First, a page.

By Dave Majumdar
The Korean People's Army Air Force is perhaps the least threatening branch of Pyongyang’s military forces.
However, while technologically backwards and often lacking the level of proficiency of Western air forces (with pilots often receiving fewer than 20 annual flight hours), the KPAAF does have a few strong points. As with many North Korean facilities, most KPAAF air bases are hardened to withstand air attacks and the country has a large number of aircraft available.
“The North Korean Air Force (NKAF), a fleet of more than 1,300 aircraft that are primarily legacy Soviet models, is primarily responsible for defending North Korean air space,” reads a Pentagon report to the Congress on the state of North Korea’s military in 2015. “Its other missions include SOF insertion, transportation and logistics support, reconnaissance, and tactical air support for KPA [Korean People’s Army] ground forces. However, because of the technological inferiority of most of its aircraft fleet and rigid air defense command and control structure, much of North Korea’s air defense is provided by surface-to-air missiles (SAMs) and antiaircraft artillery (AAA).”
The North Koreans have only a handful of modern aircraft—the most capable of which are Pyongyang’s fleet of 35 or so Mikoyan MiG-29 Fulcrums. Other relatively modern planes in Pyongyang’s inventory include 56 MiG-23 Floggers and 34 Sukhoi Su-25 Frogfoot close air support aircraft. However, the overwhelming majority of Pyongyang’s arsenal is made up of 1950s and 1960s vintage machines.
“The NKAF’s most capable combat aircraft are its MiG-29s, procured from the Soviet Union in the late 1980s, its MiG-23, and its SU-25 ground-attack aircraft,” the Pentagon report reads. “However, the majority of its aircraft are less capable MiG-15s, MiG-17s, MiG-19s (F-6), and MiG-21s.”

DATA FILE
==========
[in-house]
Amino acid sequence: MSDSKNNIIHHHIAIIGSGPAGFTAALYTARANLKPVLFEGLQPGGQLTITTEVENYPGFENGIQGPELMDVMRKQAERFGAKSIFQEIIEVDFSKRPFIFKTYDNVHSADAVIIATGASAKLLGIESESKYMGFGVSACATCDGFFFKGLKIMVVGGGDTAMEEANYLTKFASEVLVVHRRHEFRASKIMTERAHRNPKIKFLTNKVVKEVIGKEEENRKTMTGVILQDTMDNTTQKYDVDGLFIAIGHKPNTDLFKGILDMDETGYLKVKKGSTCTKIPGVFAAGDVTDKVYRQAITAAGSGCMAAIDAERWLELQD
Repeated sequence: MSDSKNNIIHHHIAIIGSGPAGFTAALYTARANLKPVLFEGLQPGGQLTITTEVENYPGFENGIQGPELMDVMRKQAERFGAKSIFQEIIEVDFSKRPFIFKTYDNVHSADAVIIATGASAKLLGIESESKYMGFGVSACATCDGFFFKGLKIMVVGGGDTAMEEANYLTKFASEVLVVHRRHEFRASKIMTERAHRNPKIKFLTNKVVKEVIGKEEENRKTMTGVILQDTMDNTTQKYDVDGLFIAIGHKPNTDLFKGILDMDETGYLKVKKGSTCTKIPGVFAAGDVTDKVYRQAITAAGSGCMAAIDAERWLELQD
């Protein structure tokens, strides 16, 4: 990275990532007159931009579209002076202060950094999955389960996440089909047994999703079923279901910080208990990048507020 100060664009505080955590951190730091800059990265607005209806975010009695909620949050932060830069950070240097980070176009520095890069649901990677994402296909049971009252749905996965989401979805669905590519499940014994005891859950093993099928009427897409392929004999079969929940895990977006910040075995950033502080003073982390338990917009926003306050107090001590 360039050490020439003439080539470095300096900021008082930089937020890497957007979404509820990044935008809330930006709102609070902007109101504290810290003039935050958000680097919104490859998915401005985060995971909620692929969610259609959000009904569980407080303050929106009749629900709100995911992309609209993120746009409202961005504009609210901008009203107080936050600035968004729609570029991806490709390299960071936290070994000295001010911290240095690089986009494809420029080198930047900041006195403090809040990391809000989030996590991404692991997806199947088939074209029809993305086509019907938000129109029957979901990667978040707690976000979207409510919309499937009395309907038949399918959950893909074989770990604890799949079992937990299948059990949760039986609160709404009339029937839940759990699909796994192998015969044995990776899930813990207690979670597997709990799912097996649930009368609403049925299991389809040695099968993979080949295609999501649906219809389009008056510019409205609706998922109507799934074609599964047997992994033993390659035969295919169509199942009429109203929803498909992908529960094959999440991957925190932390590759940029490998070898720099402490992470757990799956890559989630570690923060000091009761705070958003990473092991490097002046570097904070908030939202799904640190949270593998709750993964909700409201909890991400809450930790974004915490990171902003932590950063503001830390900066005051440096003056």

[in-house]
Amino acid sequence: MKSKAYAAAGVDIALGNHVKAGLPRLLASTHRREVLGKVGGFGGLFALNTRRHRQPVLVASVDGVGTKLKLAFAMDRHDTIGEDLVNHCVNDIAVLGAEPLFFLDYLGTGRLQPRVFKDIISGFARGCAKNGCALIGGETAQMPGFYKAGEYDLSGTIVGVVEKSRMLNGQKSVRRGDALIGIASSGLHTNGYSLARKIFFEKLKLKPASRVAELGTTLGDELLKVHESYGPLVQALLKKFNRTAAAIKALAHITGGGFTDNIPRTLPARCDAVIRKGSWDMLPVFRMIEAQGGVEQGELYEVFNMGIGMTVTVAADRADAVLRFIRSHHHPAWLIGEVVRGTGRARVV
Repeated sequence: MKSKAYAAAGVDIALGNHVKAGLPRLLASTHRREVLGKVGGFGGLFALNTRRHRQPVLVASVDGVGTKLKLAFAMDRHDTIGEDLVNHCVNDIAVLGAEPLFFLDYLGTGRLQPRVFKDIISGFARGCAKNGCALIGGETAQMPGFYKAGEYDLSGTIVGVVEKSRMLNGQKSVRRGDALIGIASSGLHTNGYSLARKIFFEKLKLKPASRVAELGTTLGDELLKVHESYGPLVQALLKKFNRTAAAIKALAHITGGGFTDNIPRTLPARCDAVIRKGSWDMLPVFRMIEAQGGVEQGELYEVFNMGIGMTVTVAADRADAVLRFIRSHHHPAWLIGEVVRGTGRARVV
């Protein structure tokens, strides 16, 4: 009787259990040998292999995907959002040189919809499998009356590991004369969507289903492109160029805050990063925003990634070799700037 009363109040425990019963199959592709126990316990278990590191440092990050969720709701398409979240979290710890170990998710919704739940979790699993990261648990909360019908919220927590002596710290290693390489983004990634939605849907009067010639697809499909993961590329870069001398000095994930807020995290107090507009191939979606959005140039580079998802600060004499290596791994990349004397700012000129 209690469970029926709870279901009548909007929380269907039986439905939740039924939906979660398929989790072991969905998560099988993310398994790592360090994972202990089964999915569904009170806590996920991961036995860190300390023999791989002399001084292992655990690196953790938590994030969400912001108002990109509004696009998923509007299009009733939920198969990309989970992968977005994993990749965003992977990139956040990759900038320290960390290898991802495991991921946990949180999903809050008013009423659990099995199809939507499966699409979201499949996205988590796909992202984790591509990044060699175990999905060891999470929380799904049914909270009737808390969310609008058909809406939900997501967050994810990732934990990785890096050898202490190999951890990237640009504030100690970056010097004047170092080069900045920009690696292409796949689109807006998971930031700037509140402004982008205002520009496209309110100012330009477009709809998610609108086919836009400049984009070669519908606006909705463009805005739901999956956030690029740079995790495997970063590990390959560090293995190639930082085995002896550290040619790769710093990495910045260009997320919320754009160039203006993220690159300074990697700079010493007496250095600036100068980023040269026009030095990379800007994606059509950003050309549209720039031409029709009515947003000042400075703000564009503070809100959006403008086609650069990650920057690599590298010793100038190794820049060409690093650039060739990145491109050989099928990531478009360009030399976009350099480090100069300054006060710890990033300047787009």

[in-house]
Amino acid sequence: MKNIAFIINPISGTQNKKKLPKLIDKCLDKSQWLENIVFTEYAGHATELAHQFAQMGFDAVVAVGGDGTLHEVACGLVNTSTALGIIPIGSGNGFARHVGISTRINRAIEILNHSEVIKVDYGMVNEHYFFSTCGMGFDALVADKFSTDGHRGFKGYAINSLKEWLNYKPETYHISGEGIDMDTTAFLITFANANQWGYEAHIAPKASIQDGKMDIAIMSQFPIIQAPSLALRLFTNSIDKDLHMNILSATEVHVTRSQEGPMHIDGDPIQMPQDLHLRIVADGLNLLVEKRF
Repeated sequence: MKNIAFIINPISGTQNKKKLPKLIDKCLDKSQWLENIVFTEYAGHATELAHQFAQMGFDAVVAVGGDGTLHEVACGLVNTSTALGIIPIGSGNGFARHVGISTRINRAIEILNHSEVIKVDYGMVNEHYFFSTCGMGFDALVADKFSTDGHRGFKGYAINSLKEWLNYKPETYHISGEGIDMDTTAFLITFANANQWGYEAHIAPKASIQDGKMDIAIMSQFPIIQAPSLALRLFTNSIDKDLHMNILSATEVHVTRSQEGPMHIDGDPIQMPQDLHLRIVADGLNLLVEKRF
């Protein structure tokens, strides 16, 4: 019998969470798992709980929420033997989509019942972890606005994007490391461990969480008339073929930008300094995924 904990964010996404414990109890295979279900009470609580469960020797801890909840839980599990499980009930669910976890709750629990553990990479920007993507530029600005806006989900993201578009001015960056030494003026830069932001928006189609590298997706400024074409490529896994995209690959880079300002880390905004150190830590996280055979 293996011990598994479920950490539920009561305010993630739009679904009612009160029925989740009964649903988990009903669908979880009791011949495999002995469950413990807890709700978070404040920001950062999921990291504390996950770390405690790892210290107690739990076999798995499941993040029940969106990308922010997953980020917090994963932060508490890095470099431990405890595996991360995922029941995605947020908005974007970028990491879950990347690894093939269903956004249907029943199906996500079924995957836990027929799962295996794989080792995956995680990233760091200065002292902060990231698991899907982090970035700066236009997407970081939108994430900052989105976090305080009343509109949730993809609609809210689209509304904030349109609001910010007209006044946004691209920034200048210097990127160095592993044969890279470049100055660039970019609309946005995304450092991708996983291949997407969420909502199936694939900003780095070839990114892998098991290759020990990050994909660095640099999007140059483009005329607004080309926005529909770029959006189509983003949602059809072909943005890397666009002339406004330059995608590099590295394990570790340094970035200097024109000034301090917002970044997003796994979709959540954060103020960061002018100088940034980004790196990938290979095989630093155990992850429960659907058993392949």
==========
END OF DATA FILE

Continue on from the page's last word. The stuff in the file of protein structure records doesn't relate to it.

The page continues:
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The North Koreans also have roughly 20 Mil Mi-24 Hind helicopter gunships, but increasingly as Pyongyang’s conventional capabilities are falling behind, the hermit kingdom is focused on special operations forces (SOF). “The NKAF operates a large fleet of An- 2 COLT aircraft, which are 1940s vintage single-engine, 10-passenger biplanes, likely tasked with inserting SOF into the ROK [Republic of Korea],” the Pentagon report states. “The Air Force is rounded out with several hundred helicopters that would be used for troop transport and ground attack, including predominantly Mi-2/HOPLITE and some U.S.-made MD-500 helicopters obtained by circumventing U.S. export controls in 1985.”
While old, the An-2 is one still an effective SOF support machines due to its low radar cross-section, ability to fly low and slow under the radar and rugged construction. “North Korean SOF are among the most highly trained, well-equipped, best-fed, and highly motivated forces in the KPA. As North Korea’s conventional capabilities decline relative to the ROK and United States, North Korea appears to increasingly regard SOF capabilities as vital for asymmetric coercion,” the report states. “SOF may be airlifted by An-2 COLT or helicopters (and possibly Civil Air Administration transports), moved by maritime insertion platforms, or travel on foot over land or via suspected underground, cross-DMZ tunnels to attack high-value targets like command and control nodes or air bases in the ROK.”
Thus, while admittedly primitive, North Korean air forces cannot necessarily be written off. If led by a clever commander, they might still be able to do some damage in a conflict they have been training for decades to fight.
Dave Majumdar is the defense editor for The National Interest. You can follow him on Twitter: @davemajumdar .